Like so many of Edmonton’s beloved festivals, the 39th Fringe International Theatre Festival has been put on ice for the year. The Fringe team is making valiant efforts to keep the fringe spirit alive online, through FringeTV and some unique fundraising events, and avid fringers know it will be back, bigger and better than ever. For those members of the University community with dramatic inclinations, why not use this hiatus to start the process of creating your own Fringe play? And, what better place to find resources on how to write, produce and stage your play than the University of Alberta Library?
For all aspiring playwrights, familiarizing oneself with writing for the stage is a good place to start. UAlberta Library has plenty of books about playwriting; from how-to manuals to books and videos featuring advice from successful playwrights. Why not start with Janet Neipris’ A masterclass in dramatic writing : theater, film, and television, Second edition, or, perhaps, Noël Greig’s Playwriting: a Practical Guide? You could also request David Edger’s How Plays Work or Alan Ayckbourn’s The Crafty Art of Playmaking through our curbside pick-up service.
If you prefer to learn through audiovisual means, we have numerous videos on the subject like the vintage video Sam Shepard, Jerome Max, Herb Gardner, Justin Mamis, and Rosalyn Drexler Discuss Playwriting and Light’s Up: Getting Started as a Playwright.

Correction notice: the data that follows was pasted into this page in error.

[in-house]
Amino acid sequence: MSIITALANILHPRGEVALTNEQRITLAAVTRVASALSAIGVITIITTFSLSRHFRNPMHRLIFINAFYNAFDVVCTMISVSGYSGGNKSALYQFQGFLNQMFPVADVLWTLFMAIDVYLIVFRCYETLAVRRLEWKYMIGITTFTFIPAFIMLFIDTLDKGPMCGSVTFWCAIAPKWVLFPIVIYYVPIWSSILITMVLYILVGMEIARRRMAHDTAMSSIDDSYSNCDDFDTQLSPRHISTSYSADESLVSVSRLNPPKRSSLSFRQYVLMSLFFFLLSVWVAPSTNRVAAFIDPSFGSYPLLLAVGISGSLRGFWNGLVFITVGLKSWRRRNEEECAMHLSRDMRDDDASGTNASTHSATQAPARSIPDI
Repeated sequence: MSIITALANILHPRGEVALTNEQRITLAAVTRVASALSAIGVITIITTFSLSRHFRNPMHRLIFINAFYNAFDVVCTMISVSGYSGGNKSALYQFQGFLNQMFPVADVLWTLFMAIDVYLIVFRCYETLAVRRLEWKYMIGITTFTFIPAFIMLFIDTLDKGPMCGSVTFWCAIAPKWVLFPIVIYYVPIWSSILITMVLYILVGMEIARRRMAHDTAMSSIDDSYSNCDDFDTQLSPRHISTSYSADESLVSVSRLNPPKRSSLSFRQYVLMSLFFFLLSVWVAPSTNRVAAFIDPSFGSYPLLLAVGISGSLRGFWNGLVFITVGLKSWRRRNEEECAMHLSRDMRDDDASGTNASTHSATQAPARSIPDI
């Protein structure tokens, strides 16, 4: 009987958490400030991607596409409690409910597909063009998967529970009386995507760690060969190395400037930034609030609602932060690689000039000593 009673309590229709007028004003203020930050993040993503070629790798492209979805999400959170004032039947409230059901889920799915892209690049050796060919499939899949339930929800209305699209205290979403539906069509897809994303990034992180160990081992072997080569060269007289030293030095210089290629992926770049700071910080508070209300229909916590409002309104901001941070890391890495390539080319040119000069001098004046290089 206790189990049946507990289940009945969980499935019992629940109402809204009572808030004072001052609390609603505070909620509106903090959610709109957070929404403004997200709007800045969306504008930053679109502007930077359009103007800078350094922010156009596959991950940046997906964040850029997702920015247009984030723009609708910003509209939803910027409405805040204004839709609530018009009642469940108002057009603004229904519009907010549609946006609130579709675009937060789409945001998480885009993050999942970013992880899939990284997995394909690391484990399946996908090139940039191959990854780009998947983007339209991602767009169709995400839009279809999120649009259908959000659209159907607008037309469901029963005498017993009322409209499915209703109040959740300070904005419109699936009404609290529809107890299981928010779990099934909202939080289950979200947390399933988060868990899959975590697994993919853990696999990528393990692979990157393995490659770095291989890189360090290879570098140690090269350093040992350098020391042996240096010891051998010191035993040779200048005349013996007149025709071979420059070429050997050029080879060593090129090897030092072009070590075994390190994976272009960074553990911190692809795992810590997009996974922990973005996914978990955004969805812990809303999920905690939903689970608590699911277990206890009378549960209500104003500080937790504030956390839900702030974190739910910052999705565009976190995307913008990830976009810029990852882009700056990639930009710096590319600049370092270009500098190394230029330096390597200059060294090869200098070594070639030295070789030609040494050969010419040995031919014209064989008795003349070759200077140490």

Reading a few plays to get a feel for dramatic style is also a good idea. There are a number of databases that contain full-text plays and analyses that can be explored through the Plays & Playwriting section of our Drama subject guide.
Do you already have your play written and are looking to take the next steps to bring it to the stage? We can help you there too. If you plan on directing your piece, what better place to start than The Director’s Toolkit: the directing process from play selection to production written by Robin J. Schraft? or Avra Sidiropoulou’s Directions for directing: theatre and method is another valuable resources for the inexperienced director.
We would be remiss to ignore the important role production design contributes to the theatrical experience, There are many journals and eBook devoted to this matter, including the Illustrated Theatre Production Guide, written by John Holloway and Theatrical Design : an introduction by Kevin Lee Allen with Kathleen McDonough. Or, for those who are interested in being in command of costuming, Rebecca Pride’s The Costume Supervisor’s Toolkit : Supervising Theatre Costume Production from First Meeting to Final Performance might be of value.
Lastly, while there’s no reproducing the experience of watching a great theatrical piece live, we have several video resources available where you can view fully rendered theatrical productions from all around the world. Whether you need some inspiration, want to compare different productions of the same piece, or are in need a theatrical fix the Performances section of our Drama guide is the place to look.
Go forth and create!